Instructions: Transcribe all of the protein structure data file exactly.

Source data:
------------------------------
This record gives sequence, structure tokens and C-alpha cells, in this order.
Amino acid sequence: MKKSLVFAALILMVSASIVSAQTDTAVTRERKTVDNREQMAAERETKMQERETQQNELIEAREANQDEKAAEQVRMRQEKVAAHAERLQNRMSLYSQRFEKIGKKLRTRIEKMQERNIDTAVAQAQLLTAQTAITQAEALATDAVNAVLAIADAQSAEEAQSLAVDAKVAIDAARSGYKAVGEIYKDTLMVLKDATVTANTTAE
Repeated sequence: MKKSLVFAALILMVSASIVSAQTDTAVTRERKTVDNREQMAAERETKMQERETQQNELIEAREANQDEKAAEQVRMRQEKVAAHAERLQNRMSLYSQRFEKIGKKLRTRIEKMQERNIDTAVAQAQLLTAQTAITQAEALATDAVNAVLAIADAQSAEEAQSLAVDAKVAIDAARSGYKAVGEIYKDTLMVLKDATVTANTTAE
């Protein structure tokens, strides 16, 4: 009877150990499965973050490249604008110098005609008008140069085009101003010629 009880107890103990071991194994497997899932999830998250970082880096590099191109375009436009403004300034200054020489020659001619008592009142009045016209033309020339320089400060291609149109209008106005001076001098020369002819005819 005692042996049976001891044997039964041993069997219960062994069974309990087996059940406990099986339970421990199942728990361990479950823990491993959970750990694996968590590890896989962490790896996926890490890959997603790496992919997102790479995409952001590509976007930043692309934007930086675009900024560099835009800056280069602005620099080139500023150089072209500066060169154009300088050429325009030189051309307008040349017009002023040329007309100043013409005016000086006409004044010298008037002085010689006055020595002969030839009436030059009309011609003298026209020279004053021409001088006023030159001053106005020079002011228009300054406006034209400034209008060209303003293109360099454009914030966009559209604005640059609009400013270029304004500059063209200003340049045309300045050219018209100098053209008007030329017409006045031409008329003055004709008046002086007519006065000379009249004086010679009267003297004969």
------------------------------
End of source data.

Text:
This record gives sequence, structure tokens and C-alpha cells, in this order.
Amino acid sequence: MKKSLVFAALILMVSASIVSAQTDTAVTRERKTVDNREQMAAERETKMQERETQQNELIEAREANQDEKAAEQVRMRQEKVAAHAERLQNRMSLYSQRFEKIGKKLRTRIEKMQERNIDTAVAQAQLLTAQTAITQAEALATDAVNAVLAIADAQSAEEAQSLAVDAKVAIDAARSGYKAVGEIYKDTLMVLKDATVTANTTAE
Repeated sequence: MKKSLVFAALILMVSASIVSAQTDTAVTRERKTVDNREQMAAERETKMQERETQQNELIEAREANQDEKAAEQVRMRQEKVAAHAERLQNRMSLYSQRFEKIGKKLRTRIEKMQERNIDTAVAQAQLLTAQTAITQAEALATDAVNAVLAIADAQSAEEAQSLAVDAKVAIDAARSGYKAVGEIYKDTLMVLKDATVTANTTAE
């Protein structure tokens, strides 16, 4: 009877150990499965973050490249604008110098005609008008140069085009101003010629 009880107890103990071991194994497997899932999830998250970082880096590099191109375009436009403004300034200054020489020659001619008592009142009045016209033309020339320089400060291609149109209008106005001076001098020369002819005819 005692042996049976001891044997039964041993069997219960062994069974309990087996059940406990099986339970421990199942728990361990479950823990491993959970750990694996968590590890896989962490790896996926890490890959997603790496992919997102790479995409952001590509976007930043692309934007930086675009900024560099835009800056280069602005620099080139500023150089072209500066060169154009300088050429325009030189051309307008040349017009002023040329007309100043013409005016000086006409004044010298008037002085010689006055020595002969030839009436030059009309011609003298026209020279004053021409001088006023030159001053106005020079002011228009300054406006034209400034209008060209303003293109360099454009914030966009559209604005640059609009400013270029304004500059063209200003340049045309300045050219018209100098053209008007030329017409006045031409008329003055004709008046002086007519006065000379009249004086010679009267003297004969």